Remote employees can quickly feel isolated and lonely in the home office, especially if, as is currently the case in the Corona crisis, they have to work from home for weeks on end without even once having personal, direct contact with colleagues. Especially now, managers bear a special responsibility for motivation within the team. What otherwise creates personal interaction and communication in terms of motivation, must now be achieved remotely through other approaches. How do you motivate employees remotely? What tricks and tips are there? And what is the decisive success factor for a motivated team that works well together? Eva-Lotte Gnüg talks about this in an interview with Ann-Kathrin Krichel and Stefanie Mannseicher.

Listen to the mgm Podcast episode #10 or read the written interview below.


Eva-Lotte Gnüg: Hello and welcome to a new episode of the mgm podcast. My name is Eva-Lotte Gnüg and today I am talking to Ann-Kathrin Krichel and Stefanie Mannseicher about “employee motivation from a distance”. A warm welcome! You are both consultants at mgm consulting partners and passionate about organisational development. Would you mind introducing yourselves again?

Ann-Kathrin Krichel: Yes. I will just start. I am Ann-Kathrin. It’s great that we can be here! The topic “employee motivation” was already very much anchored in my studies. I studied business psychology and was very much involved in change, also a bit in HR. Employee motivation is exactly my topic.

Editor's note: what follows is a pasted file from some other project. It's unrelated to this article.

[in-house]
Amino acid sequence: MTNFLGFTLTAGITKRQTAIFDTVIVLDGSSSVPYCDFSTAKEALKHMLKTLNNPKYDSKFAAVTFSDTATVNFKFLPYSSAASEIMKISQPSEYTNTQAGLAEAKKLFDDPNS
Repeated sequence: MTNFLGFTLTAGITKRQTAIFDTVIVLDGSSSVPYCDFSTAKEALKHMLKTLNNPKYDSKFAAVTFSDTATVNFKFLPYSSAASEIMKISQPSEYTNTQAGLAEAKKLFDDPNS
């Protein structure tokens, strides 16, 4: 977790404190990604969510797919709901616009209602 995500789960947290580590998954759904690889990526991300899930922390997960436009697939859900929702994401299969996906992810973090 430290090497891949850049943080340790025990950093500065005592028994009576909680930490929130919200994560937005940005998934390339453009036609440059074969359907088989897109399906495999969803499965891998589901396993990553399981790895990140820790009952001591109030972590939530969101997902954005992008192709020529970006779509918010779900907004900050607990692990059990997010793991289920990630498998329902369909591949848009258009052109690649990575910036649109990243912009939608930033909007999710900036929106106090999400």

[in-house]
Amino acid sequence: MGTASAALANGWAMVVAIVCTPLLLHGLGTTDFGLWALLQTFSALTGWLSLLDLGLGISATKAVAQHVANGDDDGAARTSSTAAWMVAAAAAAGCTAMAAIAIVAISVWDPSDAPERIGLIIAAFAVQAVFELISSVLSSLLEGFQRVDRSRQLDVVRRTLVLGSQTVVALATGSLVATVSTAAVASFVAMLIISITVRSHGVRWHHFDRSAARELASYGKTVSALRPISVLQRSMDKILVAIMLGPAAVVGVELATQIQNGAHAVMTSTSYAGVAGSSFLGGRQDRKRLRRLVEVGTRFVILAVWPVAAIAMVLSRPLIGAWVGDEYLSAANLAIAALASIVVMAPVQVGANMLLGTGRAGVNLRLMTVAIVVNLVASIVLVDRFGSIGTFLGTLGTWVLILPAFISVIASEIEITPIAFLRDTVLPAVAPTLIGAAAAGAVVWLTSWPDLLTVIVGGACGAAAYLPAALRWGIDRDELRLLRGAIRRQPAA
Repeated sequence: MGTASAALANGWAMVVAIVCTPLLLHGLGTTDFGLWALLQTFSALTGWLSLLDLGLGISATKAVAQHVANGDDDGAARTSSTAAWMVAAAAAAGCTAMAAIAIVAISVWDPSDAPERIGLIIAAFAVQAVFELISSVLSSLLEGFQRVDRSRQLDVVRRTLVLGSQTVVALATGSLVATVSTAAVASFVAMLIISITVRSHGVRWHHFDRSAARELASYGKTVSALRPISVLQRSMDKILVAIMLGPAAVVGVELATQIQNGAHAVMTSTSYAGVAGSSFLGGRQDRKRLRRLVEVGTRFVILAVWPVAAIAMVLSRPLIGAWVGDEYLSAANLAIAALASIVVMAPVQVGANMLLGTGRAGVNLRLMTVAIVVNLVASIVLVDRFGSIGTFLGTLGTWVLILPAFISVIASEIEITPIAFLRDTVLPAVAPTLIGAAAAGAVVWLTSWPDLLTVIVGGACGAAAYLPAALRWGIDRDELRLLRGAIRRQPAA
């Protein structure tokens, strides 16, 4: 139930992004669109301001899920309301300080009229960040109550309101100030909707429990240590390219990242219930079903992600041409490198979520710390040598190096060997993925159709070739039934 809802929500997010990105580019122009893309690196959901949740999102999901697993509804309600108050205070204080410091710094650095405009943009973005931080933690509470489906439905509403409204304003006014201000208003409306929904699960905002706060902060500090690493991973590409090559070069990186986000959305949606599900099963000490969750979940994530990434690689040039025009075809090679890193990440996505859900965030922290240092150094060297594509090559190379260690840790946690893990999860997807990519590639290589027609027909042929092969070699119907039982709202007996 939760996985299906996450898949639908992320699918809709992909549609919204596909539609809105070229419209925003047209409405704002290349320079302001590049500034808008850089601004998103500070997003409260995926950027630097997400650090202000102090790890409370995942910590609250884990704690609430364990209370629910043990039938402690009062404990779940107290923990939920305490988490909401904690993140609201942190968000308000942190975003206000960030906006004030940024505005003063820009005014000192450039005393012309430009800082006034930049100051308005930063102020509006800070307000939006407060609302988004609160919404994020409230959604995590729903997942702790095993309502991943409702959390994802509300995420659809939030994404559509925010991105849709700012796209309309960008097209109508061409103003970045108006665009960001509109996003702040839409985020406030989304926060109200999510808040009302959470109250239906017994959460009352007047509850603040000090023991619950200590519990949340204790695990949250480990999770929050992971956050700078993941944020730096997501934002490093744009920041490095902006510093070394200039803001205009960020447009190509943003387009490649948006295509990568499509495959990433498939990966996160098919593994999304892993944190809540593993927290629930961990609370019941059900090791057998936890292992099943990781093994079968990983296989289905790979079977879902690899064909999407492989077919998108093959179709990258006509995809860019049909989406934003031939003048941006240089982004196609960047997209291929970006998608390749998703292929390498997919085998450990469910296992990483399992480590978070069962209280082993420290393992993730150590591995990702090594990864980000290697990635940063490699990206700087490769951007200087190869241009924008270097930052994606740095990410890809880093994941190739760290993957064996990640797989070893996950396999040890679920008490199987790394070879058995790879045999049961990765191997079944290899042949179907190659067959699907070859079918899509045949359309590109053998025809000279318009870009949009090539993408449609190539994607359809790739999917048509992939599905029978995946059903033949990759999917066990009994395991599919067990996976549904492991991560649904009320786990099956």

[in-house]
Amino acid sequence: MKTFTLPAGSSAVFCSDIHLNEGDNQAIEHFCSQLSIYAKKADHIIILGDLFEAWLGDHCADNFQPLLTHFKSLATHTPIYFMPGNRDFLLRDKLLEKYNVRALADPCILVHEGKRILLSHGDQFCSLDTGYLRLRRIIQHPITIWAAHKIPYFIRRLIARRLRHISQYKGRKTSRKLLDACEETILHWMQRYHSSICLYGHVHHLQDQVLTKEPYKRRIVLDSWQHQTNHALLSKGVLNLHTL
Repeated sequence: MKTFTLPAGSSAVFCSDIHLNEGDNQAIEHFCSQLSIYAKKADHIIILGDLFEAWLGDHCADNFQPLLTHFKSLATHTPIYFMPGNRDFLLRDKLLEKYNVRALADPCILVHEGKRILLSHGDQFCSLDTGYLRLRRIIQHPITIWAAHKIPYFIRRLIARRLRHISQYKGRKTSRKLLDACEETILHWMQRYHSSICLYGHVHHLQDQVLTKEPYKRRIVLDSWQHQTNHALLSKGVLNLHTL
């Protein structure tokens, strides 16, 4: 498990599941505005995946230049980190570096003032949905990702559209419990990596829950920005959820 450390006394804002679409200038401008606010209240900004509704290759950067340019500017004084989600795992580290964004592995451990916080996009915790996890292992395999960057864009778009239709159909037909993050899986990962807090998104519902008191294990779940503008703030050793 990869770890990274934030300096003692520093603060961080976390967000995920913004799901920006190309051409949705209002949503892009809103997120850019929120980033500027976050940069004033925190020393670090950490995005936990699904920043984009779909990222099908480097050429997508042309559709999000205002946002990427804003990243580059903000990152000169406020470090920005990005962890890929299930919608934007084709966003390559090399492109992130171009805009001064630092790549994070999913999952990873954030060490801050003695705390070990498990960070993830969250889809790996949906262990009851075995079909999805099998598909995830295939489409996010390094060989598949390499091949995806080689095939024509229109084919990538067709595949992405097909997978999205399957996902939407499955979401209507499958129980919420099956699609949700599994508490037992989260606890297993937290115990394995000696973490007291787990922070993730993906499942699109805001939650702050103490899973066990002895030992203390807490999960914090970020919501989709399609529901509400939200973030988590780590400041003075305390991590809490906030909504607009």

Stefanie Mannseicher: Hello, this is Steffi, Ann-Kathrin’s colleague. I am also passionately involved in organizational development and I am often involved in change management projects.

Eva-Lotte Gnüg: Thank you very much. Let’s start with a general question. Everybody has heard and felt employee motivation and everybody can say something about it. Why is it nevertheless important for companies to deal with it?

Stefanie Mannseicher: It is very important. We all have heard about employee motivation, but above all we all need it. One lives from employee motivation at work. That is what drives you personally and brings you a certain joy in your work. But it is not only a personal factor, but also a very strong economic factor. Many different studies show and prove that a good employee motivation naturally leads to increased productivity and of course in the end the companies with profitability and a good profitability of the whole company profits from this. Therefore it is also in the interest of the company to motivate the employees and it is definitely not an end in itself. At the end of the day, it is also about retaining motivated, qualified employees.

Eva-Lotte Gnüg: But what does that mean exactly? Is it simply enough to have a cool team event once in a while and then all my employees are motivated? Or is there even more to it?